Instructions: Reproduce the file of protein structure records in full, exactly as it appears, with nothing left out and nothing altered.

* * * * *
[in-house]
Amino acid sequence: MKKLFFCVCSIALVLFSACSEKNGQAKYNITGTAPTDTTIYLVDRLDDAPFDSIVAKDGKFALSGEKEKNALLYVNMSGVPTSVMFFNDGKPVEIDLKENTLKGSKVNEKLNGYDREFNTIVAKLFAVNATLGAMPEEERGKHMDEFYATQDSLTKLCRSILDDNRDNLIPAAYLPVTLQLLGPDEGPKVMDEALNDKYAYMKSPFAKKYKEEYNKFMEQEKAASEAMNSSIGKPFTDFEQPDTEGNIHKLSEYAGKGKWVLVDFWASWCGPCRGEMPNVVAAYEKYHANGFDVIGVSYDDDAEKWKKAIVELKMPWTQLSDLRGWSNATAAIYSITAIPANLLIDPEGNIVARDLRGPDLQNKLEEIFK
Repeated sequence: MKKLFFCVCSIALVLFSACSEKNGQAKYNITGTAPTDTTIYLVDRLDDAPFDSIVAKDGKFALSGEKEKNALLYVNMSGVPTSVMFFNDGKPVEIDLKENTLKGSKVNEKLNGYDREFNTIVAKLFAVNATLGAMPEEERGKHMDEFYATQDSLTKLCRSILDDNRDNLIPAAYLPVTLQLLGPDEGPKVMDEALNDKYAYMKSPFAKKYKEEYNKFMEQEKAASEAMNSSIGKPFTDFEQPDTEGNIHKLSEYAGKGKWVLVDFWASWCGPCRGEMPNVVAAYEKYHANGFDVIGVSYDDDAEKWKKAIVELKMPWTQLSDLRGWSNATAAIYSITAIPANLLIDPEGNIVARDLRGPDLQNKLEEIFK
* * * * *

[in-house]
Amino acid sequence: MKKLFFCVCSIALVLFSACSEKNGQAKYNITGTAPTDTTIYLVDRLDDAPFDSIVAKDGKFALSGEKEKNALLYVNMSGVPTSVMFFNDGKPVEIDLKENTLKGSKVNEKLNGYDREFNTIVAKLFAVNATLGAMPEEERGKHMDEFYATQDSLTKLCRSILDDNRDNLIPAAYLPVTLQLLGPDEGPKVMDEALNDKYAYMKSPFAKKYKEEYNKFMEQEKAASEAMNSSIGKPFTDFEQPDTEGNIHKLSEYAGKGKWVLVDFWASWCGPCRGEMPNVVAAYEKYHANGFDVIGVSYDDDAEKWKKAIVELKMPWTQLSDLRGWSNATAAIYSITAIPANLLIDPEGNIVARDLRGPDLQNKLEEIFK
Repeated sequence: MKKLFFCVCSIALVLFSACSEKNGQAKYNITGTAPTDTTIYLVDRLDDAPFDSIVAKDGKFALSGEKEKNALLYVNMSGVPTSVMFFNDGKPVEIDLKENTLKGSKVNEKLNGYDREFNTIVAKLFAVNATLGAMPEEERGKHMDEFYATQDSLTKLCRSILDDNRDNLIPAAYLPVTLQLLGPDEGPKVMDEALNDKYAYMKSPFAKKYKEEYNKFMEQEKAASEAMNSSIGKPFTDFEQPDTEGNIHKLSEYAGKGKWVLVDFWASWCGPCRGEMPNVVAAYEKYHANGFDVIGVSYDDDAEKWKKAIVELKMPWTQLSDLRGWSNATAAIYSITAIPANLLIDPEGNIVARDLRGPDLQNKLEEIFK